As China prepares to enter the WTO Hong Kong will have an increased regional importance, especially in relevant financial services. “We see Hong Kong providing back-up for going into China,” says Commissioner Tang, who adds that: “the major problem there is talent; we hope we can provide people to fill that gap. They know how Western people do business and they know how Chinese people do business. Their role is as an intermediary.” The examples he gives include companies such as the Boston-based Mass-Mutual, which recently bought a local company as a springboard into China. Commissioner Tang adds that in terms of captive insurers, a sub-sector that the government is keen to expand, “a few [are] actively talking to us, hoping to see if it can be effected.”
Paralleling this is economic convergence on the Hong Kong stock exchange. While Chinese companies have been listed on the Hang Seng Index for a number of years now, insurers are just joining the fray. First in was China Insurance International Holdings Limited (CIIH), a member of the China Insurance Group, one of the oldest domestic insurance groups on the Chinese mainland. Its listing was the first play for international investors on China's embryonic insurance industry. CIIH is not likely to be a lone play, either, as several other big mainland companies, including Ping An, have said they will seek listings in Hong Kong, giving the territory a doubly important long-term role as an insurance centre.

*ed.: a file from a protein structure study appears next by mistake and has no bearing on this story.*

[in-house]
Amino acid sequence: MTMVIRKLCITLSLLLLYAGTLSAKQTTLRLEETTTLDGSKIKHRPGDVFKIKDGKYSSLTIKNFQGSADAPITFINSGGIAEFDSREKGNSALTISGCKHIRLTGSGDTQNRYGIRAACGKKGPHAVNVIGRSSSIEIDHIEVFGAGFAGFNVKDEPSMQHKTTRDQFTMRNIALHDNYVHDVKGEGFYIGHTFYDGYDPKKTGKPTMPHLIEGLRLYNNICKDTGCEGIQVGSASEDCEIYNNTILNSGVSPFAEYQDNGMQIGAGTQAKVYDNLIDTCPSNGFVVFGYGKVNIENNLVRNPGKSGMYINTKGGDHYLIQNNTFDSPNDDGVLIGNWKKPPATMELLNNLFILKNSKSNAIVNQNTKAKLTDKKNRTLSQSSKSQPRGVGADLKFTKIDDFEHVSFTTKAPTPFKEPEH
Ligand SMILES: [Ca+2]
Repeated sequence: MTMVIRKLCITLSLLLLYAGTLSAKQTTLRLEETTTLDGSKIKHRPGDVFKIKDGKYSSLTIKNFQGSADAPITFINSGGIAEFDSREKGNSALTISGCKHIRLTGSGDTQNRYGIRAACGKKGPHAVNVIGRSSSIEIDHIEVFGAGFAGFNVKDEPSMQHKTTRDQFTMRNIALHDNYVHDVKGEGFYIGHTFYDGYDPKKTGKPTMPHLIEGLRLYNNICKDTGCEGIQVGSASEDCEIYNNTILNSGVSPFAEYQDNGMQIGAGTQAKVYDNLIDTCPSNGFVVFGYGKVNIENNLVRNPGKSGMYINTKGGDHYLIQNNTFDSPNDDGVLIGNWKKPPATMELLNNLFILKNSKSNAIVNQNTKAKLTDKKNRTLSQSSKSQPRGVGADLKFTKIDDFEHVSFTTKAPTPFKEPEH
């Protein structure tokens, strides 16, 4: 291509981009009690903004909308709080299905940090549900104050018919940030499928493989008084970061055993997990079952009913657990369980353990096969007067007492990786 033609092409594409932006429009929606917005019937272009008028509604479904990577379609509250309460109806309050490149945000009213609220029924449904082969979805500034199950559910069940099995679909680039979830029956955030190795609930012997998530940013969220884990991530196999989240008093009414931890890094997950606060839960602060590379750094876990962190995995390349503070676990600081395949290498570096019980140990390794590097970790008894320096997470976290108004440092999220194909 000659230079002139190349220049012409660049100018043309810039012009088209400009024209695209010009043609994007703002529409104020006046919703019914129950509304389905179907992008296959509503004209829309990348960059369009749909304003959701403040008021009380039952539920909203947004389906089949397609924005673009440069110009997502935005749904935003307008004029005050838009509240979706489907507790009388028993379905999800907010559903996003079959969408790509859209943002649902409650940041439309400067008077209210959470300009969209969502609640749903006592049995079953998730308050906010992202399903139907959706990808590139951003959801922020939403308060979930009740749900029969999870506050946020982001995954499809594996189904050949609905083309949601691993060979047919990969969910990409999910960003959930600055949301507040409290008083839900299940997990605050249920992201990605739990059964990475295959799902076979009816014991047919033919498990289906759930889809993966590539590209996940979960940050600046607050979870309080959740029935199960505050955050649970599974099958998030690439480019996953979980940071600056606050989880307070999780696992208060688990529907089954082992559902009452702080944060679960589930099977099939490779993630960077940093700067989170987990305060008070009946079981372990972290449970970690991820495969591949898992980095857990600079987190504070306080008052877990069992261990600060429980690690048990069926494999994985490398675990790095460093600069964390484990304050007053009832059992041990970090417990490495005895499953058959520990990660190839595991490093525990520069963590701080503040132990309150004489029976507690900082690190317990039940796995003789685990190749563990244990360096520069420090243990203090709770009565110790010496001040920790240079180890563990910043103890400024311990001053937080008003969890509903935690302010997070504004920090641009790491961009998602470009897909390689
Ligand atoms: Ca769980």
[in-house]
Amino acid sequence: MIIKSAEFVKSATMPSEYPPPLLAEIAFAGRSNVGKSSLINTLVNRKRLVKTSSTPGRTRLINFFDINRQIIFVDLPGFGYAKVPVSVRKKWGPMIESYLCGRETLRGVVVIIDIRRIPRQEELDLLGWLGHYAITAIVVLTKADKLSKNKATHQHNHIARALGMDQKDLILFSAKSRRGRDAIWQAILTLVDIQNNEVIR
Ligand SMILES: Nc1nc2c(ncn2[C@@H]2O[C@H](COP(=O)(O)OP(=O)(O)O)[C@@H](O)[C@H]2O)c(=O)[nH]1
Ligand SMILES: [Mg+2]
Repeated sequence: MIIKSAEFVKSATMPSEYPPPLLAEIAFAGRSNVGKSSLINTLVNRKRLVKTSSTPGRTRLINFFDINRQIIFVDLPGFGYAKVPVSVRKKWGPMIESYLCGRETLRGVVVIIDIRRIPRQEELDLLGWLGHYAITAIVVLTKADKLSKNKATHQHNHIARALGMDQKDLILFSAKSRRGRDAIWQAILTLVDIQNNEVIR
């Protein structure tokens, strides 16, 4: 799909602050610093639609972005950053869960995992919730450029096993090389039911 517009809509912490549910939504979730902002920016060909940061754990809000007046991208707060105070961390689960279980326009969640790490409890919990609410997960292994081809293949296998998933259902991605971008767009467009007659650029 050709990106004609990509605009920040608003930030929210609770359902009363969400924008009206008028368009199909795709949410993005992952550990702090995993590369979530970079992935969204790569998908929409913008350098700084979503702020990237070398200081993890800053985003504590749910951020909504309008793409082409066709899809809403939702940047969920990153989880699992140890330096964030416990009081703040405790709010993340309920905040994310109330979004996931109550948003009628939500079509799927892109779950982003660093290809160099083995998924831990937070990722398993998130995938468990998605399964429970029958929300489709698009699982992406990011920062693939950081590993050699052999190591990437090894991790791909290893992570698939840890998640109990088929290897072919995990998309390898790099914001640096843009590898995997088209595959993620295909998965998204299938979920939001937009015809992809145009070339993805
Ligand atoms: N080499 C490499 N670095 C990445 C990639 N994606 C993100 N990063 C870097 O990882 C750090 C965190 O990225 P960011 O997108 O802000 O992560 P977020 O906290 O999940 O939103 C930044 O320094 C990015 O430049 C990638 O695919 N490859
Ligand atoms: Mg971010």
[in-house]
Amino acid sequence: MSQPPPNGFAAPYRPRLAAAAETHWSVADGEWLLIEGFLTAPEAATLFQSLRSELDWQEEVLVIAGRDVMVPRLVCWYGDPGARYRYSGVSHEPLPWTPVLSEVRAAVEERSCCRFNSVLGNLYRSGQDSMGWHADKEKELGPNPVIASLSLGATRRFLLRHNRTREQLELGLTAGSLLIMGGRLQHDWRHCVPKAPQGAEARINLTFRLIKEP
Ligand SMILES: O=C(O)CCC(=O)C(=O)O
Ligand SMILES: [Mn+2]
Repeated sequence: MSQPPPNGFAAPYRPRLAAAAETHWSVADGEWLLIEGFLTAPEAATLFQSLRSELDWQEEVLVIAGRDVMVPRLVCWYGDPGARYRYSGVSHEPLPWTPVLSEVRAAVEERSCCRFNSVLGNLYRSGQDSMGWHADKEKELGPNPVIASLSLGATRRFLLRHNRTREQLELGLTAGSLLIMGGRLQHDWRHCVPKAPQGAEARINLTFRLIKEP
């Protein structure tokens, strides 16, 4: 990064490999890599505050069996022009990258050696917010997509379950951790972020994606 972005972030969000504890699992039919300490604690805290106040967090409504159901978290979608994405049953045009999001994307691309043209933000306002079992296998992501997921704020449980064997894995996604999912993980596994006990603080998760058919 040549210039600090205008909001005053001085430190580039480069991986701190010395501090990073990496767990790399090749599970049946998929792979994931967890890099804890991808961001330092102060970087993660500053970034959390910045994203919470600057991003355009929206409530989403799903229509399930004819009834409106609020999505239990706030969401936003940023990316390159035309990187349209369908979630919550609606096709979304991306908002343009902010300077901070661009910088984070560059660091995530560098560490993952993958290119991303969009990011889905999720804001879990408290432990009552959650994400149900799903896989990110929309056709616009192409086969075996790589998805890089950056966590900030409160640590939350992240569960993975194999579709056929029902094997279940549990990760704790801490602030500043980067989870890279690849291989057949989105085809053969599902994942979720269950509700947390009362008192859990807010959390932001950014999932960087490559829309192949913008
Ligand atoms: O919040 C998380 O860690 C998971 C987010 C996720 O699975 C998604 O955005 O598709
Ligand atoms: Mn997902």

Domestically, though, statistics from the HKFI suggest that the worst, like the sharply divergent outlooks for the two sectors, is not yet fully over. “It is anticipated that in the year 2000 the general insurance industry will, at its best, bottom out at the current premium level. As regards life insurance, continued double-digit growth in new business is expected,” according to its annual report. However, the longer-term outlook is better.